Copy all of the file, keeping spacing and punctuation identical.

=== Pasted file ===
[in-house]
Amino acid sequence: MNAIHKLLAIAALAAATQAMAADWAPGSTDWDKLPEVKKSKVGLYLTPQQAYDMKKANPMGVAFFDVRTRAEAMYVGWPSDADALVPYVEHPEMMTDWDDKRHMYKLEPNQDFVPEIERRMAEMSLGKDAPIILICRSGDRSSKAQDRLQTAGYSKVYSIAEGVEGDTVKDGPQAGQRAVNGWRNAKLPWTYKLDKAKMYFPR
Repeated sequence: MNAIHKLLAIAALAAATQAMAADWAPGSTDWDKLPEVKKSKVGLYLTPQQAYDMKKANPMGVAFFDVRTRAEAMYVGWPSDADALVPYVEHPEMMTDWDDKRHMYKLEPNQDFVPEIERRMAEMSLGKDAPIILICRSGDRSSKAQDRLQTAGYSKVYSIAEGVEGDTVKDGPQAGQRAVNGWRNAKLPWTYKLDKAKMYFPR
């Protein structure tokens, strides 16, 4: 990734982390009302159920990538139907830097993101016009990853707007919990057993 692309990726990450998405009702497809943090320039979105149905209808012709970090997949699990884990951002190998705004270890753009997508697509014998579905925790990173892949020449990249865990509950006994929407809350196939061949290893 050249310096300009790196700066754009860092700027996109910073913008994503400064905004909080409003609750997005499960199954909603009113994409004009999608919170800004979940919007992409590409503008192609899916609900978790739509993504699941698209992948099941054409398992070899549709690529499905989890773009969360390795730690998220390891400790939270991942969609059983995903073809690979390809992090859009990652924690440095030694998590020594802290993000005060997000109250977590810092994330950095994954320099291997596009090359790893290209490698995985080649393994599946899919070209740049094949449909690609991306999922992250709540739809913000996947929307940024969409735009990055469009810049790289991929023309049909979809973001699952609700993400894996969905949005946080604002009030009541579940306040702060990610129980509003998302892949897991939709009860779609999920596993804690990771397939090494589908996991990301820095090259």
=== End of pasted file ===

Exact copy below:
[in-house]
Amino acid sequence: MNAIHKLLAIAALAAATQAMAADWAPGSTDWDKLPEVKKSKVGLYLTPQQAYDMKKANPMGVAFFDVRTRAEAMYVGWPSDADALVPYVEHPEMMTDWDDKRHMYKLEPNQDFVPEIERRMAEMSLGKDAPIILICRSGDRSSKAQDRLQTAGYSKVYSIAEGVEGDTVKDGPQAGQRAVNGWRNAKLPWTYKLDKAKMYFPR
Repeated sequence: MNAIHKLLAIAALAAATQAMAADWAPGSTDWDKLPEVKKSKVGLYLTPQQAYDMKKANPMGVAFFDVRTRAEAMYVGWPSDADALVPYVEHPEMMTDWDDKRHMYKLEPNQDFVPEIERRMAEMSLGKDAPIILICRSGDRSSKAQDRLQTAGYSKVYSIAEGVEGDTVKDGPQAGQRAVNGWRNAKLPWTYKLDKAKMYFPR
């Protein structure tokens, strides 16, 4: 990734982390009302159920990538139907830097993101016009990853707007919990057993 692309990726990450998405009702497809943090320039979105149905209808012709970090997949699990884990951002190998705004270890753009997508697509014998579905925790990173892949020449990249865990509950006994929407809350196939061949290893 050249310096300009790196700066754009860092700027996109910073913008994503400064905004909080409003609750997005499960199954909603009113994409004009999608919170800004979940919007992409590409503008192609899916609900978790739509993504699941698209992948099941054409398992070899549709690529499905989890773009969360390795730690998220390891400790939270991942969609059983995903073809690979390809992090859009990652924690440095030694998590020594802290993000005060997000109250977590810092994330950095994954320099291997596009090359790893290209490698995985080649393994599946899919070209740049094949449909690609991306999922992250709540739809913000996947929307940024969409735009990055469009810049790289991929023309049909979809973001699952609700993400894996969905949005946080604002009030009541579940306040702060990610129980509003998302892949897991939709009860779609999920596993804690990771397939090494589908996991990301820095090259």